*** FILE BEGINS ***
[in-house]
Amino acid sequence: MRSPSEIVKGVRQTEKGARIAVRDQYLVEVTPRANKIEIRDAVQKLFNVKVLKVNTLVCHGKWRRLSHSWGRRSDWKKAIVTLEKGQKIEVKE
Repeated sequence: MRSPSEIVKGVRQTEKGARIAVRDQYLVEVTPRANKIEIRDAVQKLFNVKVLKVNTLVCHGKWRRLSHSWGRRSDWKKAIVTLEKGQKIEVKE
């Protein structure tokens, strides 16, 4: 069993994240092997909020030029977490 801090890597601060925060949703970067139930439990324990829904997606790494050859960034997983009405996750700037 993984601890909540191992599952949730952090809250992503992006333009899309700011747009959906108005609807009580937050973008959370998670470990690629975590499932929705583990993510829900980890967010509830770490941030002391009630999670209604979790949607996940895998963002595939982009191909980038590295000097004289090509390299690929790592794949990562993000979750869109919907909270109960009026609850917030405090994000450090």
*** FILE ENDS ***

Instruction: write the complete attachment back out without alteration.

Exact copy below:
[in-house]
Amino acid sequence: MRSPSEIVKGVRQTEKGARIAVRDQYLVEVTPRANKIEIRDAVQKLFNVKVLKVNTLVCHGKWRRLSHSWGRRSDWKKAIVTLEKGQKIEVKE
Repeated sequence: MRSPSEIVKGVRQTEKGARIAVRDQYLVEVTPRANKIEIRDAVQKLFNVKVLKVNTLVCHGKWRRLSHSWGRRSDWKKAIVTLEKGQKIEVKE
């Protein structure tokens, strides 16, 4: 069993994240092997909020030029977490 801090890597601060925060949703970067139930439990324990829904997606790494050859960034997983009405996750700037 993984601890909540191992599952949730952090809250992503992006333009899309700011747009959906108005609807009580937050973008959370998670470990690629975590499932929705583990993510829900980890967010509830770490941030002391009630999670209604979790949607996940895998963002595939982009191909980038590295000097004289090509390299690929790592794949990562993000979750869109919907909270109960009026609850917030405090994000450090």